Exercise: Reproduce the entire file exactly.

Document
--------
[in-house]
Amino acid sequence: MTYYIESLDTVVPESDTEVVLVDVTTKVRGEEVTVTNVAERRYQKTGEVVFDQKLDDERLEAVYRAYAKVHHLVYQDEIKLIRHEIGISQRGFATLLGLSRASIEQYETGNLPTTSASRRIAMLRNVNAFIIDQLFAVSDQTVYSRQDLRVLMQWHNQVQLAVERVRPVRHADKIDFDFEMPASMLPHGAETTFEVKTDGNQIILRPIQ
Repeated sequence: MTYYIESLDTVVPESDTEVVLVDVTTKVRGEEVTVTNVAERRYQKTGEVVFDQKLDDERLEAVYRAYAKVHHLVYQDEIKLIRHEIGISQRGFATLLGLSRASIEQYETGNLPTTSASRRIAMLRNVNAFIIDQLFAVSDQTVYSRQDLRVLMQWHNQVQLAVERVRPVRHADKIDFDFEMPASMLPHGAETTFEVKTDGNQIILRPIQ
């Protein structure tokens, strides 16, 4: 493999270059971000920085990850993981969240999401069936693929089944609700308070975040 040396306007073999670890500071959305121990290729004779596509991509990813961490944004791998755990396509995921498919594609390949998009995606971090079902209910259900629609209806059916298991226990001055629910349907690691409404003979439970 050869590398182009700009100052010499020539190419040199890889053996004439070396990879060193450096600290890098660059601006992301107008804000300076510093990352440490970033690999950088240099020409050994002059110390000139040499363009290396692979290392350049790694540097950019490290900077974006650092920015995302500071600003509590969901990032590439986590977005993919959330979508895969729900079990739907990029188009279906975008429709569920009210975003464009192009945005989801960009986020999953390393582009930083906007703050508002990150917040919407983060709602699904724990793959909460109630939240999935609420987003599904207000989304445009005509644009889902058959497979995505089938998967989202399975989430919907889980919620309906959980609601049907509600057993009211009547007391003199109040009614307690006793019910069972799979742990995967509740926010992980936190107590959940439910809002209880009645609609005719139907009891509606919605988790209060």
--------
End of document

[in-house]
Amino acid sequence: MTYYIESLDTVVPESDTEVVLVDVTTKVRGEEVTVTNVAERRYQKTGEVVFDQKLDDERLEAVYRAYAKVHHLVYQDEIKLIRHEIGISQRGFATLLGLSRASIEQYETGNLPTTSASRRIAMLRNVNAFIIDQLFAVSDQTVYSRQDLRVLMQWHNQVQLAVERVRPVRHADKIDFDFEMPASMLPHGAETTFEVKTDGNQIILRPIQ
Repeated sequence: MTYYIESLDTVVPESDTEVVLVDVTTKVRGEEVTVTNVAERRYQKTGEVVFDQKLDDERLEAVYRAYAKVHHLVYQDEIKLIRHEIGISQRGFATLLGLSRASIEQYETGNLPTTSASRRIAMLRNVNAFIIDQLFAVSDQTVYSRQDLRVLMQWHNQVQLAVERVRPVRHADKIDFDFEMPASMLPHGAETTFEVKTDGNQIILRPIQ
């Protein structure tokens, strides 16, 4: 493999270059971000920085990850993981969240999401069936693929089944609700308070975040 040396306007073999670890500071959305121990290729004779596509991509990813961490944004791998755990396509995921498919594609390949998009995606971090079902209910259900629609209806059916298991226990001055629910349907690691409404003979439970 050869590398182009700009100052010499020539190419040199890889053996004439070396990879060193450096600290890098660059601006992301107008804000300076510093990352440490970033690999950088240099020409050994002059110390000139040499363009290396692979290392350049790694540097950019490290900077974006650092920015995302500071600003509590969901990032590439986590977005993919959330979508895969729900079990739907990029188009279906975008429709569920009210975003464009192009945005989801960009986020999953390393582009930083906007703050508002990150917040919407983060709602699904724990793959909460109630939240999935609420987003599904207000989304445009005509644009889902058959497979995505089938998967989202399975989430919907889980919620309906959980609601049907509600057993009211009547007391003199109040009614307690006793019910069972799979742990995967509740926010992980936190107590959940439910809002209880009645609609005719139907009891509606919605988790209060």